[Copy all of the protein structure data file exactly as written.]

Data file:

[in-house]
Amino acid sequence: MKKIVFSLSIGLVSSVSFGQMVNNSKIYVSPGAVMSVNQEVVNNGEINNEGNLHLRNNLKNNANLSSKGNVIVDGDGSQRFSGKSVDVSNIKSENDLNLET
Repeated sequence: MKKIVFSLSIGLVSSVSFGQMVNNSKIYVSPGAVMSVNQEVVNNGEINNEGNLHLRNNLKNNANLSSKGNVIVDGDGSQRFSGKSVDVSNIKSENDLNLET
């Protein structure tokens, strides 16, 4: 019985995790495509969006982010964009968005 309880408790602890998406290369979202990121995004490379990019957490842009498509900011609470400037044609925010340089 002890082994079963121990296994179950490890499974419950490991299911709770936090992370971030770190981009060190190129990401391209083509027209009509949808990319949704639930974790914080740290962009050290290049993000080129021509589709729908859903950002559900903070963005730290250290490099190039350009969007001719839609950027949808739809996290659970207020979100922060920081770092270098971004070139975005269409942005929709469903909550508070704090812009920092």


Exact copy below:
[in-house]
Amino acid sequence: MKKIVFSLSIGLVSSVSFGQMVNNSKIYVSPGAVMSVNQEVVNNGEINNEGNLHLRNNLKNNANLSSKGNVIVDGDGSQRFSGKSVDVSNIKSENDLNLET
Repeated sequence: MKKIVFSLSIGLVSSVSFGQMVNNSKIYVSPGAVMSVNQEVVNNGEINNEGNLHLRNNLKNNANLSSKGNVIVDGDGSQRFSGKSVDVSNIKSENDLNLET
């Protein structure tokens, strides 16, 4: 019985995790495509969006982010964009968005 309880408790602890998406290369979202990121995004490379990019957490842009498509900011609470400037044609925010340089 002890082994079963121990296994179950490890499974419950490991299911709770936090992370971030770190981009060190190129990401391209083509027209009509949808990319949704639930974790914080740290962009050290290049993000080129021509589709729908859903950002559900903070963005730290250290490099190039350009969007001719839609950027949808739809996290659970207020979100922060920081770092270098971004070139975005269409942005929709469903909550508070704090812009920092």